Would you believe I'm still sifting through material I gleaned from the Woodworking in America conference in Valley Forge in October?
As I've said, the marketplace was one of the best attractions at the show because you could talk directly with tool makers and take their tools for a test drive. This is really the best way to find out if you and a tool can play nicely together. It's one thing to read a review, but it doesn't compare to actually trying the tool first hand.
Joel Moskowitz, from Tools for Working Wood, showed me his new sash saw (which should be available soon) and saw vise.
So, what makes these tools special? According to Joel, nobody else makes a saw vise these days. He said, "Lots of people tried the vise out during the show and, except for Adam Cherubini who didn't like that really shallow dovetail saws don't fit (they don't fit on Disston D3's either or most other saw vises—you just stick out the last inch and file away), we got pretty much raves from everyone."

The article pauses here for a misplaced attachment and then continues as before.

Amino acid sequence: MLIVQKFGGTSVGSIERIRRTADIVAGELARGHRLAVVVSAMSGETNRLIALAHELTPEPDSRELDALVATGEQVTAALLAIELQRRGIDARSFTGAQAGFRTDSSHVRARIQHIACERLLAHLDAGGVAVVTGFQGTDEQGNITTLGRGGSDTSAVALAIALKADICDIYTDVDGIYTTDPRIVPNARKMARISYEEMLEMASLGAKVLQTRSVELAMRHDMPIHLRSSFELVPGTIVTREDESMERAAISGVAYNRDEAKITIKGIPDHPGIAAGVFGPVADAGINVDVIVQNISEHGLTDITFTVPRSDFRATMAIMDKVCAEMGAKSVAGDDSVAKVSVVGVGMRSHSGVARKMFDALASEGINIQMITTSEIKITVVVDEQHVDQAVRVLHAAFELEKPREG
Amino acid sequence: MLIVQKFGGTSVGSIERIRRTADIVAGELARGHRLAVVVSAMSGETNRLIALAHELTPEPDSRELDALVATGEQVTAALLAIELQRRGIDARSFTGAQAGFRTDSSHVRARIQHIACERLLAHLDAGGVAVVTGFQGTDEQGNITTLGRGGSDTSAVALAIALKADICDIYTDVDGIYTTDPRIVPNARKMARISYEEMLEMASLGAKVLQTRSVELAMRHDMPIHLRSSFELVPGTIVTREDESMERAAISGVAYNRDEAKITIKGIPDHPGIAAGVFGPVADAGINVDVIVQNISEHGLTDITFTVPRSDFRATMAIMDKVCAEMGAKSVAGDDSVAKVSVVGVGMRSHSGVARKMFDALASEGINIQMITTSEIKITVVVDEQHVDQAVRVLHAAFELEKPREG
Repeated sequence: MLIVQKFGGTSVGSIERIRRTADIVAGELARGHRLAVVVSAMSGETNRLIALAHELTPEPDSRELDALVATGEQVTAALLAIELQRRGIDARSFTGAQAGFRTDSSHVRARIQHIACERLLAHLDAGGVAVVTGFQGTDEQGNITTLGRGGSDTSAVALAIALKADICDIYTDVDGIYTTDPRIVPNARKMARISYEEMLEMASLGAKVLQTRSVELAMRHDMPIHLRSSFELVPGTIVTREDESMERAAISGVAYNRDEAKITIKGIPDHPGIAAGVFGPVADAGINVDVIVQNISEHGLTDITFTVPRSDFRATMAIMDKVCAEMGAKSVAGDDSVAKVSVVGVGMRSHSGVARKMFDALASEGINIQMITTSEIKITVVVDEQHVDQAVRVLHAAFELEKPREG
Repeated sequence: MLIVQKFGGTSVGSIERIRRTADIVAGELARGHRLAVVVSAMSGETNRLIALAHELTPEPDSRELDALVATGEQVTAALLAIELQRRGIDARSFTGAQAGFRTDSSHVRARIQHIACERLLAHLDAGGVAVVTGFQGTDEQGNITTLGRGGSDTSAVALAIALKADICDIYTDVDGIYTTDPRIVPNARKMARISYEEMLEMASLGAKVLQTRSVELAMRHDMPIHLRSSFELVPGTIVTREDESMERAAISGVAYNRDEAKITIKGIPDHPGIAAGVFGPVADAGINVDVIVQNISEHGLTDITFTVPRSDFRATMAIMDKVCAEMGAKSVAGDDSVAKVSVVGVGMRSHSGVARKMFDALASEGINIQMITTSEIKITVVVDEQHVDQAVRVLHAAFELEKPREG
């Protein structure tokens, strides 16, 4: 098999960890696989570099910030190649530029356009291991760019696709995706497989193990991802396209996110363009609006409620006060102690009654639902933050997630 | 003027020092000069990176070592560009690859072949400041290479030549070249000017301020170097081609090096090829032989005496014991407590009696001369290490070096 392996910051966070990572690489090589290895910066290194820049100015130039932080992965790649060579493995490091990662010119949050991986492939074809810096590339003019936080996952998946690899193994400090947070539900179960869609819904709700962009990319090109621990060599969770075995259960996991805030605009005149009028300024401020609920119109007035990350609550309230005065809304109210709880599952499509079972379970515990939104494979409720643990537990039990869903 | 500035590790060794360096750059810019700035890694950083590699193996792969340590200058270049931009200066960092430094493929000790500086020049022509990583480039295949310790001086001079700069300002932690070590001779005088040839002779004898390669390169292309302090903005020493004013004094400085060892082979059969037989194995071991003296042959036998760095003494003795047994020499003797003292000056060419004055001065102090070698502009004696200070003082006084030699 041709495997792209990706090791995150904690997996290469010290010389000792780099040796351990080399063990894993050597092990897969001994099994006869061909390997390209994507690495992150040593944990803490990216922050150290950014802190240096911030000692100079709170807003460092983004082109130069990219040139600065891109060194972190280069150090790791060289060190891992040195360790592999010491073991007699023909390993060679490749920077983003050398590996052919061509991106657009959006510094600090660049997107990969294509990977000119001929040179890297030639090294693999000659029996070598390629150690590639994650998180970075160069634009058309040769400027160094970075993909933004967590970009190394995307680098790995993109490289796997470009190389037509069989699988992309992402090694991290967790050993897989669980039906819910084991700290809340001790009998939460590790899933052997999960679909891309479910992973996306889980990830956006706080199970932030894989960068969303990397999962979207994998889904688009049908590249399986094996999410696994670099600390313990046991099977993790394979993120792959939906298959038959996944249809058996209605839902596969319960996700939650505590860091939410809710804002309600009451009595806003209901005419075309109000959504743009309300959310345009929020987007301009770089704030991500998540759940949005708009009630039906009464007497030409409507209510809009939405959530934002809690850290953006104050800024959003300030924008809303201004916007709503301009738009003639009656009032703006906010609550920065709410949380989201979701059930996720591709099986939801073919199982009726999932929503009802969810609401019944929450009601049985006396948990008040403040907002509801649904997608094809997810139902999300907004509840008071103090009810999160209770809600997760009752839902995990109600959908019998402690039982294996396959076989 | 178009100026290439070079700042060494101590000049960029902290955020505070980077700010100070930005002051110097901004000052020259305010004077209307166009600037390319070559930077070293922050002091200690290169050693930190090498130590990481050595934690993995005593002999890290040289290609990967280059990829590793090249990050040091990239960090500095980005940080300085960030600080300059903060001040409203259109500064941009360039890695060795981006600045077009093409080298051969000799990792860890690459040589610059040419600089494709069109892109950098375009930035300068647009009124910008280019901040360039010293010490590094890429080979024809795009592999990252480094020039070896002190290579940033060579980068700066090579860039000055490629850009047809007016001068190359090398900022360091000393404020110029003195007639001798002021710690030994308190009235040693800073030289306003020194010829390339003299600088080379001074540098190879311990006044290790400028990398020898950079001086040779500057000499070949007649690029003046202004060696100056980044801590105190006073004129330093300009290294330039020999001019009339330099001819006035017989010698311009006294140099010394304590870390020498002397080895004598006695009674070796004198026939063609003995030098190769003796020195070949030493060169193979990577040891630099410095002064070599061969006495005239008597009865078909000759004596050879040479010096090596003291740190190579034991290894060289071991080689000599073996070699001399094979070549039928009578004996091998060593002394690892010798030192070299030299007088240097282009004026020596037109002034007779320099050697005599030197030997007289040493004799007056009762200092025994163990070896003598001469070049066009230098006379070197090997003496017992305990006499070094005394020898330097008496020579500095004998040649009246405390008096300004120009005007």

I talked with a show-goer who said what he liked best about the vise was that it supported the blade along its entire length, even in the middle. There was no chatter when he filed the teeth.
Regarding the sash saw, Joel believes it will be the lightest one on the market, which he says will make it easier to sense square and saw for long periods of time. Also, the handle is very elegant—the lamb's tongue "just licks the blade."
The saw is filed rip with a little fleam. Joel remarked that many people at the show were amazed that it cut both rip and crosscut "pretty darn well and fast."
I tried out Joel's sash saw and was impressed that it did indeed cut just as well on the rip as it did the crosscut.
Although I did not order either one of these tools, I did buy a bunch of other products from him. That's the other thing about trying tools in person—it makes it hard to walk away empty handed.